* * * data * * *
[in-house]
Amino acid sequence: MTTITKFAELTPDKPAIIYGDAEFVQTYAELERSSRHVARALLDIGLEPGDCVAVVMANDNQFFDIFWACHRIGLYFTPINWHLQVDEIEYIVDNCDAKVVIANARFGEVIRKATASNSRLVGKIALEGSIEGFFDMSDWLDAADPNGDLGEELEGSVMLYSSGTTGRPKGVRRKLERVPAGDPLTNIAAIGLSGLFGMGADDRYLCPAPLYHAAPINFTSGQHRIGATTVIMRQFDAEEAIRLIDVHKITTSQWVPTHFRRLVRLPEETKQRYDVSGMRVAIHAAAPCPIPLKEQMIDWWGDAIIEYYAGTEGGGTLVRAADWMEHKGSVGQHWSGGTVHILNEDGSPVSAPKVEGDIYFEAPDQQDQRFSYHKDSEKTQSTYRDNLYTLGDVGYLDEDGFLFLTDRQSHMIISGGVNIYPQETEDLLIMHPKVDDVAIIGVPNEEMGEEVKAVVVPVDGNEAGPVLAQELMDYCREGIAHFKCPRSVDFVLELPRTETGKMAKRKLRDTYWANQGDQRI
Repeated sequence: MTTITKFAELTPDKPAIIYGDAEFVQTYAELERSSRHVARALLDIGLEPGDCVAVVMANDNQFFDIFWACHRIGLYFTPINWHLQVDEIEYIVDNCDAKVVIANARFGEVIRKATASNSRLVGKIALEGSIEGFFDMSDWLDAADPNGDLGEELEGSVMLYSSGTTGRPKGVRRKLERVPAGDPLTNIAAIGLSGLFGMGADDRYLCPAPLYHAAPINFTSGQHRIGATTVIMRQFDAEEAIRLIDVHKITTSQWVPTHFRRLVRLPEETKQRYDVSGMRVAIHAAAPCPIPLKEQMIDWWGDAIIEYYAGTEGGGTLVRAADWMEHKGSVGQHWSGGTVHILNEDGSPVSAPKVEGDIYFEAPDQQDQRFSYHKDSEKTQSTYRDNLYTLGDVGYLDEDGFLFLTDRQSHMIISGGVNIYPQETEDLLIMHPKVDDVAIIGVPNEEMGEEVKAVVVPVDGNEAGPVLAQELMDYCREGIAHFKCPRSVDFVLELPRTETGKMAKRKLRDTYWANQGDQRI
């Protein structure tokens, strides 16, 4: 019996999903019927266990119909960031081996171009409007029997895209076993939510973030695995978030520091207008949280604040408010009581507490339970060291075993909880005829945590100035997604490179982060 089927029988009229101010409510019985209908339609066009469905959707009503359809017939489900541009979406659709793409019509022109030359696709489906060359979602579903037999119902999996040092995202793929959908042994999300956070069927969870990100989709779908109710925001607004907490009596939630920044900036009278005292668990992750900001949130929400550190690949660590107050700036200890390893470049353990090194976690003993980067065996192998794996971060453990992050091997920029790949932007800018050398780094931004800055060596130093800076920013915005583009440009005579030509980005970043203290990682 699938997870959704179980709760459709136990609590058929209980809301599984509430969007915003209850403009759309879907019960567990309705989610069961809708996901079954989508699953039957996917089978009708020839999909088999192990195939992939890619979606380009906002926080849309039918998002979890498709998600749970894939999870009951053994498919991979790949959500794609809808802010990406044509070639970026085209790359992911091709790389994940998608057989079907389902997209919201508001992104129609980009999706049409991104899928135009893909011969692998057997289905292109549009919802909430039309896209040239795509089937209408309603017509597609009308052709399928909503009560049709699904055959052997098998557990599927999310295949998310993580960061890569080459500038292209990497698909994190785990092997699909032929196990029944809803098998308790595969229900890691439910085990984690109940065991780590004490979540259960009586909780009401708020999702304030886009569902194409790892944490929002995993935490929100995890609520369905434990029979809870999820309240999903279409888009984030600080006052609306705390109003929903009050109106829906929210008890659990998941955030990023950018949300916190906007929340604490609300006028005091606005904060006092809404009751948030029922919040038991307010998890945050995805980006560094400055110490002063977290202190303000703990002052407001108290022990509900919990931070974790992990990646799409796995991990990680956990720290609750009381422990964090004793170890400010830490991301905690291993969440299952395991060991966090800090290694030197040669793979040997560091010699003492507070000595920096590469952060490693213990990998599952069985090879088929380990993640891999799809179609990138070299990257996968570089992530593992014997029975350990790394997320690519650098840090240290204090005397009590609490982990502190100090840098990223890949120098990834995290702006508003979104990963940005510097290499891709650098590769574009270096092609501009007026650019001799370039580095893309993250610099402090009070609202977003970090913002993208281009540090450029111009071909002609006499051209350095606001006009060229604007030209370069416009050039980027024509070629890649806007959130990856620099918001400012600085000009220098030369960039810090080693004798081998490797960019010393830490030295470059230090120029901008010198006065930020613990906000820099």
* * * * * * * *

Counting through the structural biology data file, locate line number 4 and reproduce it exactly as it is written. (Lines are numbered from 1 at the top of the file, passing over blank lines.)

């Protein structure tokens, strides 16, 4: 019996999903019927266990119909960031081996171009409007029997895209076993939510973030695995978030520091207008949280604040408010009581507490339970060291075993909880005829945590100035997604490179982060 089927029988009229101010409510019985209908339609066009469905959707009503359809017939489900541009979406659709793409019509022109030359696709489906060359979602579903037999119902999996040092995202793929959908042994999300956070069927969870990100989709779908109710925001607004907490009596939630920044900036009278005292668990992750900001949130929400550190690949660590107050700036200890390893470049353990090194976690003993980067065996192998794996971060453990992050091997920029790949932007800018050398780094931004800055060596130093800076920013915005583009440009005579030509980005970043203290990682 699938997870959704179980709760459709136990609590058929209980809301599984509430969007915003209850403009759309879907019960567990309705989610069961809708996901079954989508699953039957996917089978009708020839999909088999192990195939992939890619979606380009906002926080849309039918998002979890498709998600749970894939999870009951053994498919991979790949959500794609809808802010990406044509070639970026085209790359992911091709790389994940998608057989079907389902997209919201508001992104129609980009999706049409991104899928135009893909011969692998057997289905292109549009919802909430039309896209040239795509089937209408309603017509597609009308052709399928909503009560049709699904055959052997098998557990599927999310295949998310993580960061890569080459500038292209990497698909994190785990092997699909032929196990029944809803098998308790595969229900890691439910085990984690109940065991780590004490979540259960009586909780009401708020999702304030886009569902194409790892944490929002995993935490929100995890609520369905434990029979809870999820309240999903279409888009984030600080006052609306705390109003929903009050109106829906929210008890659990998941955030990023950018949300916190906007929340604490609300006028005091606005904060006092809404009751948030029922919040038991307010998890945050995805980006560094400055110490002063977290202190303000703990002052407001108290022990509900919990931070974790992990990646799409796995991990990680956990720290609750009381422990964090004793170890400010830490991301905690291993969440299952395991060991966090800090290694030197040669793979040997560091010699003492507070000595920096590469952060490693213990990998599952069985090879088929380990993640891999799809179609990138070299990257996968570089992530593992014997029975350990790394997320690519650098840090240290204090005397009590609490982990502190100090840098990223890949120098990834995290702006508003979104990963940005510097290499891709650098590769574009270096092609501009007026650019001799370039580095893309993250610099402090009070609202977003970090913002993208281009540090450029111009071909002609006499051209350095606001006009060229604007030209370069416009050039980027024509070629890649806007959130990856620099918001400012600085000009220098030369960039810090080693004798081998490797960019010393830490030295470059230090120029901008010198006065930020613990906000820099």